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Baked spelt splits with apple, cinnamon and custard
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Baking gives a convincing result and is simpler than deep-frying. Think of these as crumble and custard in doughnut form.
Makes: 16 large doughnuts
200ml semi-skimmed milk
100g unsalted butter
½ tsp vanilla bean paste
50g golden caster sugar
200g spelt flour
200g plain white flour, plus extra for dusting
½ tsp fine salt
1 tsp ground cinnamon
7g sachet Allinson easy bake yeast
3 eggs (150g), beaten
250ml semi-skimmed milk
2 egg yolks
50g caster sugar
½ tsp vanilla bean paste
20g plain flour
150ml double cream
4 bramley apples, peeled and chopped (about 400g prepared weight)
4 tbsp golden caster sugar
150g golden caster sugar
1½ tsp ground cinnamon
75g unsalted butter, melted
1. Pour the milk into a small saucepan and add the butter and vanilla. Heat gently until the butter melts and the milk is warm, then remove from the heat.
2. Mix the sugar, flours, ground cinnamon and salt together in a large bowl, then make a well in the centre and add the yeast. Test the milk temperature with your little finger – it should be warm but not hot. Pour the milk mixture into the well and leave to stand for 5 minutes to let the yeast dissolve. Add the beaten eggs, then mix with a wooden spoon to a smooth, very wet dough (almost a batter); set aside for 10 minutes.
3. Beat the dough for 1 minute; you’ll find it has more body to it. Cover the bowl with oiled cling film and leave in a warm place for 2 hours, or until at least doubled in size.
4. Generously flour the worktop and your hands, then scrape the dough from the bowl. Flour the top of the dough too, then gently knead by bringing the top edge into the centre, turning the dough a quarter turn and repeating. Do this for 2-3 minutes. Add more flour if your hands get sticky (the odd sticky patch of dough will mean a better doughnut, though, so don’t be put off). The dough should feel soft, fluid and bouncy. Flour 2 large baking sheets
5. Shape the risen and kneaded dough into 16 balls and place, well spaced out, on well-floured baking sheets. Cover loosely with oiled cling film and leave to prove in a warm place until almost doubled in size – about 45 minutes-1 hour.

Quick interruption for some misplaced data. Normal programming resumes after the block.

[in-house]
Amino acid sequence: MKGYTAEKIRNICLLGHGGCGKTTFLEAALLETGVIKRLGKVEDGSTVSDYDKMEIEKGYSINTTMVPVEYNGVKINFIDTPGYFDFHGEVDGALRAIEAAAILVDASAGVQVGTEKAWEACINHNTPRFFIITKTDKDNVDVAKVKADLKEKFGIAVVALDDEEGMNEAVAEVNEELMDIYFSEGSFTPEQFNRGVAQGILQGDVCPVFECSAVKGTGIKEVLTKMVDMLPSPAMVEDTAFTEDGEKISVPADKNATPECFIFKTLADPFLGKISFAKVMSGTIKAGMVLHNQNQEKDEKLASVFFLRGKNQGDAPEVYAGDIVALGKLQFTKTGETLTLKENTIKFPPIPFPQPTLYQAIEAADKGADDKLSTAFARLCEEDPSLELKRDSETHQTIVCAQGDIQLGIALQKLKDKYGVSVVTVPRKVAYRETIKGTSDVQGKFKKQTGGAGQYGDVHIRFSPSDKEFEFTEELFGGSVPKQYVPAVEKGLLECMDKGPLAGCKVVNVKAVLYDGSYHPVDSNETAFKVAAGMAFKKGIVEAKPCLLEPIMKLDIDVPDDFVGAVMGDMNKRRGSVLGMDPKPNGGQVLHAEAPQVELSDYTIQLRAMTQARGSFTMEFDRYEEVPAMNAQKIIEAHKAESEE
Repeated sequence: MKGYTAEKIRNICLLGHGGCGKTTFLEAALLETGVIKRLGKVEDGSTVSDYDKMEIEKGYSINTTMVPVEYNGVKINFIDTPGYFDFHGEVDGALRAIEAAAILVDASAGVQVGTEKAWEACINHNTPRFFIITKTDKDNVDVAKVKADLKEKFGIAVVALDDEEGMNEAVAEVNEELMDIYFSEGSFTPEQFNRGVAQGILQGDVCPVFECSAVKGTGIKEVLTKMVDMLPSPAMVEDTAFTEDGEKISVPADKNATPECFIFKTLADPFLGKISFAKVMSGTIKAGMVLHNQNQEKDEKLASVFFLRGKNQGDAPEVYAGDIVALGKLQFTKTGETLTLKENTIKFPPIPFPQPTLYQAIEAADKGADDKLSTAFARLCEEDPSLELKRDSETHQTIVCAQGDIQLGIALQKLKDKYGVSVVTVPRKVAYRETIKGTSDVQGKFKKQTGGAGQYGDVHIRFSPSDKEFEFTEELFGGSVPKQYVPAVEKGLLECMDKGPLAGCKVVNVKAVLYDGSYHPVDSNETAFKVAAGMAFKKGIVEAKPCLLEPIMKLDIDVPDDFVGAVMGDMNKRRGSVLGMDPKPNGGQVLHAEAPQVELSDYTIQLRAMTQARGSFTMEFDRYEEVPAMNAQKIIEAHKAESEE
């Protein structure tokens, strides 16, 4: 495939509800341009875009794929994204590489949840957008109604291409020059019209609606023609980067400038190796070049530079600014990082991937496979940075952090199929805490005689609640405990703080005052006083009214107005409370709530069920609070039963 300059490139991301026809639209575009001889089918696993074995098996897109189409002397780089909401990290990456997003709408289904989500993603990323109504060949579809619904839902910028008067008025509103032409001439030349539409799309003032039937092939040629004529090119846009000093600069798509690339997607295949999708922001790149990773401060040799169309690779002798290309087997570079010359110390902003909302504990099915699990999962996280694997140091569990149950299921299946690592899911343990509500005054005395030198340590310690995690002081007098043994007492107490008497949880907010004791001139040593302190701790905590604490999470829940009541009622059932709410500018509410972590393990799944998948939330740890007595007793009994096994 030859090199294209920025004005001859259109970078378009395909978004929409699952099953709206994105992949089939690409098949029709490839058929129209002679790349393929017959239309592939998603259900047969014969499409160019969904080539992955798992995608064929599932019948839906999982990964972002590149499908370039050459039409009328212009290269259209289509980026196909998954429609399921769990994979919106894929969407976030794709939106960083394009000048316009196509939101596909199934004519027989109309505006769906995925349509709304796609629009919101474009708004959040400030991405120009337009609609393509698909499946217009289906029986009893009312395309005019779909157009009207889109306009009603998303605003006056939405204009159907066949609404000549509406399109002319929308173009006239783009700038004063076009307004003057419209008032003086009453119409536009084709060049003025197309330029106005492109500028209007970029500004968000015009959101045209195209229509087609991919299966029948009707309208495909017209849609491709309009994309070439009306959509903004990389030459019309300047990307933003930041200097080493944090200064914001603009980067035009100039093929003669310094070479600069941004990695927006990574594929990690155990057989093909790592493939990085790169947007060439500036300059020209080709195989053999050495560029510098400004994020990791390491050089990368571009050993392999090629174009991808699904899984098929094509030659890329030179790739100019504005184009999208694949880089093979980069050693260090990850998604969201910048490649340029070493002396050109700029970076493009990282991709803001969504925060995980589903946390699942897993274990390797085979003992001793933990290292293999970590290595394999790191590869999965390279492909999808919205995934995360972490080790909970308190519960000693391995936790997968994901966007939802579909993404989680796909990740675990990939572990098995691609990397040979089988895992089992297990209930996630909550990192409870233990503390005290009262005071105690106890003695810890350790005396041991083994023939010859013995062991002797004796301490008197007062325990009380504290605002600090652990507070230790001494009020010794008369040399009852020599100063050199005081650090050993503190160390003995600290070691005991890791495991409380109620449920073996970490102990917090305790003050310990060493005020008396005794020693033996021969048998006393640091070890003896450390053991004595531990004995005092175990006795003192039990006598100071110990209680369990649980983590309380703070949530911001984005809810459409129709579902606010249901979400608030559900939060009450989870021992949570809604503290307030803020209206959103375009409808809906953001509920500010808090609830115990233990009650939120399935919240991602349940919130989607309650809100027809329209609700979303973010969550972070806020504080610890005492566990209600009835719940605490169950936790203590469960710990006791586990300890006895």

6. Meanwhile, make the custard. Bring the milk to just before boiling in a pan. Whisk the egg yolks, sugar and vanilla in a large bowl, then whisk in the flours. Gradually pour in the hot milk, whisking as you go. Pour the custard back into the pan, bring back to the boil and whisk constantly for about 2 minutes, until smooth and thick (it will seem lumpy at first but will become smooth again). Transfer to a bowl and cover the surface directly with cling film to prevent a skin forming. Leave to cool and chill completely.
7. For the apple compote, put the apples, sugar and 2 tbsp water in a pan. Bring to a simmer, then cover and cook for 10 minutes, stirring halfway. Stir to a mashed consistency, then set aside to cool.
8. Preheat the oven to 190˚C, gas mark 5. Remove the cling film and bake the doughnuts for 8-12 minutes, until they are dark golden and sound hollow when tapped on the bottom. Cool briefly on the tray. 5 For the coating, mix the caster sugar and cinnamon together in a shallow container. Brush each warm doughnut with melted butter, sit it in the sugar and sprinkle all over to coat. Repeat until all are coated, then leave to cool.
9. To finish the custard, use electric beaters to beat the cream in a bowl until thick but not stiff. Beat the cold custard until smooth, then fold in the whipped cream. Split the doughnuts in half, then fill each one with a spoonful each of custard and compote.
This recipe first appeared in Waitrose Food, March 2017 issue. Download the Waitose Food app for the full issue.
Typical values per serving:
This recipe was first published in March 2017.